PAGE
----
Are Virginia's Republicans trying to reelect Barack Obama?


 Here’s an interesting fact from last week’s Republican primary in Michigan: Although Rick Santorum recently led Mitt Romney by as much as 15 points in the polls, he ended up losing by a three-point margin. And a huge part of that 18-point swing came courtesy of women voters. In fact, if only men had voted in the primary, Santorum would have come within one percentage point of besting Romney. But alas, due to that pesky 19th Amendment to the Constitution, women also showed up at the polls, and they favored Romney by six points.
So what does any of this have to do with the Old Dominion, you ask? Well, perhaps nothing. But consider this: In the week leading up to the GOP’s Michigan showdown, Virginia’s retrograde Republicans made quite a splash on the national scene, and not in a good way.

Hundreds of people marched on the State Capitol in Richmond, Saturday, March 3, to protest a series of controversial measures dealing with women’s reproductive rights being considered in the General Assembly this session. The protesters were met by Virginia State Police dressed in riot gear, and by the end of the day, 31 people had been arrested for demonstrating against the legislation, which includes a bill that would force any woman seeking an abortion to undergo a transvaginal ultrasound before receiving the procedure. (Photo by Scott Elmquist)

If you remember, the last time we visited our friends in Richmond they were hard at work debating a number of controversial measures, including a bill that would endow a fertilized egg with all the rights of a “person” under the law, and a bill that would force any woman seeking an abortion to undergo a transvaginal ultrasound before receiving the procedure.
It was this last measure, with its grotesque use of an invasive medical procedure as punishment for seeking a perfectly legal operation, that really caught the media’s attention. And the elephants in the Assembly certainly didn’t help themselves by treating the entire issue as an opportunity for sophomoric jokes.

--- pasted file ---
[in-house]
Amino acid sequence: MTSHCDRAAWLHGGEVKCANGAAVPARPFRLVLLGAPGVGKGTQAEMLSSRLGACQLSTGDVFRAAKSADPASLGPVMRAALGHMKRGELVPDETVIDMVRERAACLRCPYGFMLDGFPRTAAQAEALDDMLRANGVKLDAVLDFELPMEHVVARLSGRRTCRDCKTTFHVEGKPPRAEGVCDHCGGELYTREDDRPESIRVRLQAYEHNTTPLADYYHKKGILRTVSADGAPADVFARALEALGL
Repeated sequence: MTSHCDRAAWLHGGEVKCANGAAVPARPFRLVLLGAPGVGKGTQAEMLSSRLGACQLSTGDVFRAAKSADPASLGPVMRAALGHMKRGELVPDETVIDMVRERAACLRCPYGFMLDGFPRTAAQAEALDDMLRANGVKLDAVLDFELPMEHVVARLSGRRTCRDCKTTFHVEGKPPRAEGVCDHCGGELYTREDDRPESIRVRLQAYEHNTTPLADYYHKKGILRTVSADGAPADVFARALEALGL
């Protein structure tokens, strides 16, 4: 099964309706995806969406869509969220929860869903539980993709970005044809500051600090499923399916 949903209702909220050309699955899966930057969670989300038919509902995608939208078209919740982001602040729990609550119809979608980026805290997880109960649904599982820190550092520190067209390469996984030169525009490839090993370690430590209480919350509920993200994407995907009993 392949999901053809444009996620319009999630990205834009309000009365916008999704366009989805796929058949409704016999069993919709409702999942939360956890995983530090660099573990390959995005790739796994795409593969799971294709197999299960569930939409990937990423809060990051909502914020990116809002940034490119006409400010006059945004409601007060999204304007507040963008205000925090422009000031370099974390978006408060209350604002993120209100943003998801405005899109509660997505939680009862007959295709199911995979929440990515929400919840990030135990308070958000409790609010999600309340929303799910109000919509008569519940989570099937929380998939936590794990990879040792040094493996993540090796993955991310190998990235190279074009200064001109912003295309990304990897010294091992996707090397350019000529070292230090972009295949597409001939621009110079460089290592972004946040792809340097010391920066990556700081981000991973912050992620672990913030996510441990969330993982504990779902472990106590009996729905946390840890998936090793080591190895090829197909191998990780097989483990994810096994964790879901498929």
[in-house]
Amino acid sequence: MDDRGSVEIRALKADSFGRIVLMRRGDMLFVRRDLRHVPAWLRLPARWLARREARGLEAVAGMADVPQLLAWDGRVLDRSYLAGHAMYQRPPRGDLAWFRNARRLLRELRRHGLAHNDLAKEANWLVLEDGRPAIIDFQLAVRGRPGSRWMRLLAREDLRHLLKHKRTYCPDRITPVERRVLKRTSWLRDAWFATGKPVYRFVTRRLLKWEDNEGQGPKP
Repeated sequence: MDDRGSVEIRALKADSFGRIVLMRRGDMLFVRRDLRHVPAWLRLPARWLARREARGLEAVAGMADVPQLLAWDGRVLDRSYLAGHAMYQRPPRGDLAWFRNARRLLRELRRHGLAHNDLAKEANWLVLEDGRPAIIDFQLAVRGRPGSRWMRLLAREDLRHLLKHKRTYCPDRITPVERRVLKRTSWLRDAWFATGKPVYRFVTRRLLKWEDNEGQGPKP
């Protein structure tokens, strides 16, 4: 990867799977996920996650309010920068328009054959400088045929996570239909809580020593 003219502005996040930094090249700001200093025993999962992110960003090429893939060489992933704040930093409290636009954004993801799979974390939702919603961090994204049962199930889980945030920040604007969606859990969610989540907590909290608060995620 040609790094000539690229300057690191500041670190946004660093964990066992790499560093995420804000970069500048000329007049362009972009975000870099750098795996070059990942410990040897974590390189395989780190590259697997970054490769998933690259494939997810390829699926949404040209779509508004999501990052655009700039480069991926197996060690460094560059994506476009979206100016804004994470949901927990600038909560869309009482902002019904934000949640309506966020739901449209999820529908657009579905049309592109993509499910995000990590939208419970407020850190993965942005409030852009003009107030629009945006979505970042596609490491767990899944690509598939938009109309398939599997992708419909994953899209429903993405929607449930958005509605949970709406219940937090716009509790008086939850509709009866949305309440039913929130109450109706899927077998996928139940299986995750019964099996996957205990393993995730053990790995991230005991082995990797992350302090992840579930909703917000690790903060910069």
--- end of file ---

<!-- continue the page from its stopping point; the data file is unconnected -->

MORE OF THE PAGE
The main offender in this regard was Delegate Dave Albo, who is without a doubt one of the dimmest bulbs in an already low-wattage chamber. For reasons known only to himself (and perhaps his therapist), Albo thought that it would be a brilliant idea to take to the floor of the House and explain, in detail, how television coverage of the ultrasound bill had caused his wife to refuse to have sex with him. Seriously.

To help make his point, Albo even had one of his fellow legislators play a bass-heavy porno soundtrack while he rambled on about the size of his flat-screen TV, his “patented” sex-making moves, and the indignity of having his name linked to “‘trans-v’ this and ‘trans-v’ that.”

Needless to say, this cringe-inducing monologue was soon all over the Internet and late-night comedy shows, and surely contributed to the quick removal of the “trans-v” requirement from the ultrasound bill in the Senate.

But the damage had already been done. Just as Arizona’s draconian anti-immigration laws have turned Latinos against the GOP nationally, so has Virginia now become a symbol of the callous, mocking attitude Republicans seem to have toward the health, dignity, and self-determination of American women.

Did Virginia cost Santorum a Michigan victory? Of course not. But his long history of anti-abortion rhetoric and ominous warnings about “the dangers of contraception” have historically turned off many women voters, and we would argue that the Virginia ultrasound debate only served to heighten their concerns.

And remember, this is just the GOP primary. In the general election, the Republican candidate is going to need a sizable chunk of both Latino and women voters to win—and the crazier that state legislatures in places like Virginia and Arizona act, the harder that becomes.

On the plus side, however, if Barack Obama wins a second term, maybe Dave Albo’s wife will finally sleep with him again.